The choice of administering an antibiotic intravenously, intraosseously, intrasynovially, topically, or by sustained release from beads implanted at the wound is made on a case‐by‐case basis and depends on many factors, including the nature of the specific injury and the availability of a peripheral vein for delivery. Intravenous regional antibiotic delivery is a common choice because of general ease of administration and distribution to synovial structures and the surrounding soft tissues. Frequency of regional delivery depends on severity of contamination or infection, response to initial treatment, ease of delivery, and to some extent, prior experiences of the clinician. Although the literature contains various reports on the pharmacokinetics of regionally delivered antibiotics, the majority concern normal horses, and how these data may translate to horses with inflammation and possibly increased blood flow to the injured area is unknown. In many cases, therapy is administered by this route every other day, but frequency of administration can sometimes be reduced to every third day if the horse responds well to therapy.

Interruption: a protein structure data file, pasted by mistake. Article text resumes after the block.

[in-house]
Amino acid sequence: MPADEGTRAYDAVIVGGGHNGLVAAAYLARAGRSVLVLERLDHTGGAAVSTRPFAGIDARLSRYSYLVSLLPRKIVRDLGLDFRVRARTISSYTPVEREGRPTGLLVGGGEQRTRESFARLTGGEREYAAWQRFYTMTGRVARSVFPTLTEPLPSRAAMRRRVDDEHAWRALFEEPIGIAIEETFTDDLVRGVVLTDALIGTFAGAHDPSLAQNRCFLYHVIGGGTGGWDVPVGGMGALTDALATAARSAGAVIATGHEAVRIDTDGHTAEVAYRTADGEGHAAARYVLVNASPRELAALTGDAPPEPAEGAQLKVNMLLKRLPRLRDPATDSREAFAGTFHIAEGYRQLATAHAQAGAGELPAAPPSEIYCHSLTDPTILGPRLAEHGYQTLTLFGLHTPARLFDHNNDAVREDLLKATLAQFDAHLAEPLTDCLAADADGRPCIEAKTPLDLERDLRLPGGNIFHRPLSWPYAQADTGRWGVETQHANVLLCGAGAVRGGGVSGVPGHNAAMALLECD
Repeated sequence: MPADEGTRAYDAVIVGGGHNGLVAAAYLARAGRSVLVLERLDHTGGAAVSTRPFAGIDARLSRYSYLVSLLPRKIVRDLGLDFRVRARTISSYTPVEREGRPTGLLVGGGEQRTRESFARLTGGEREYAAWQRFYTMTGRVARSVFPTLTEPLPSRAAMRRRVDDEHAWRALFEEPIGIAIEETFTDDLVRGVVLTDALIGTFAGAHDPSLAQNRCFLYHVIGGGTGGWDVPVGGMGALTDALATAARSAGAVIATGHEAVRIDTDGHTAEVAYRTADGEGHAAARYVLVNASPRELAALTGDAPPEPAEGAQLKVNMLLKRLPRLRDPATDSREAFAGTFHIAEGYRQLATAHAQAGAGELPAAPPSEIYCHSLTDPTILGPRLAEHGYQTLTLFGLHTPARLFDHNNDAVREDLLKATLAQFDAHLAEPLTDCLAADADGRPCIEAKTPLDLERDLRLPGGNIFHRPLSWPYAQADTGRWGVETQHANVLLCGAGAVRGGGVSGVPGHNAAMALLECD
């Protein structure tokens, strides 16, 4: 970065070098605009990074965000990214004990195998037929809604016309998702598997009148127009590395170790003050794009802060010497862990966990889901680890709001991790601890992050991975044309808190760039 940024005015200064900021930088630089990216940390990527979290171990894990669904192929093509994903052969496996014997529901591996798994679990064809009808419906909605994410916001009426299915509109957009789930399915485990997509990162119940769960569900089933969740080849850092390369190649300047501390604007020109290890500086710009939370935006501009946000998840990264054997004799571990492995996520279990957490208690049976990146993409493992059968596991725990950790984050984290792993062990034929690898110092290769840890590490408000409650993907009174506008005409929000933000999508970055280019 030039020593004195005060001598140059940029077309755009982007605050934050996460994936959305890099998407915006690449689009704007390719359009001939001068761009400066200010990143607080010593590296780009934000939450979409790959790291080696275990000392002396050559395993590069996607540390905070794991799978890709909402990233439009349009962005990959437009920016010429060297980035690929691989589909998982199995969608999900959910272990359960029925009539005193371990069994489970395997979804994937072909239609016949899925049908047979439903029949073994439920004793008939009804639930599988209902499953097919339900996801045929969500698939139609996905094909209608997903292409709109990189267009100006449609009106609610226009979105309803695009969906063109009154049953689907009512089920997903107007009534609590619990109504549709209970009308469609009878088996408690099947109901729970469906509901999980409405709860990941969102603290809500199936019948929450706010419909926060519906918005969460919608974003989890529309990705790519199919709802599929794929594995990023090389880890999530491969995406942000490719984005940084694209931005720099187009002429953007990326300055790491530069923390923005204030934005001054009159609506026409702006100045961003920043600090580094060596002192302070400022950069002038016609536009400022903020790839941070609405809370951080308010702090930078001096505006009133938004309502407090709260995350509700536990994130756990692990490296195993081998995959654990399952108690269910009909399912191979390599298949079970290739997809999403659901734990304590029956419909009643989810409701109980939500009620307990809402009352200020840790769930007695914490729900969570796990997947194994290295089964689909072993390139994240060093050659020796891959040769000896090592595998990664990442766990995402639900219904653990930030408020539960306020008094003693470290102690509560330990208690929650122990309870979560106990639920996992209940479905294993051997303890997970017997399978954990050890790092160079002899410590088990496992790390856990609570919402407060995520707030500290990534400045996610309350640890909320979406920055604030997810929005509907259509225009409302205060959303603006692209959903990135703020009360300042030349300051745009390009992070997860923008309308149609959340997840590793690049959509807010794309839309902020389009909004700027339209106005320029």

In recent years, the use of regenerative therapies has gained popularity in veterinary medicine, especially in equine practice. Mesenchymal stem cells (MSC) are commonly delivered to the site of tendon and ligament injury caused by overuse, in the hope of stimulating a stronger healing response and reducing the incidence of re‐injury. Sources of cells include bone marrow and adipose tissue. Additional biologic therapies, such as platelet rich plasma (PRP), concentrated bone marrow aspirate, autologous conditioned serum (irap® plus, Dechra Veterinary Products), and ECM (ACell Vet™, ACell, Inc.), have also been described for treating tendinitis and desmitis. Application of regenerative therapies in general wound healing is covered in Chapter 22 of this book. The use of regenerative therapies has not yet been described for adjunctive treatment of tendon and ligament lacerations, but theoretically, their beneficial effects would apply. Use of PRP gel (with or without MSC) or ECM at the site of tendon injury may provide a structural scaffold and bioactive proteins capable of contributing to a regenerative response. Judicious use of products shown to be safe for use in open wounds, especially those that can be produced for point‐of‐care application, may be beneficial.

Extensor tendon laceration

Sep 15, 2017 | Posted by in GENERAL | Comments Off on 17: Tendon and Paratenon Lacerations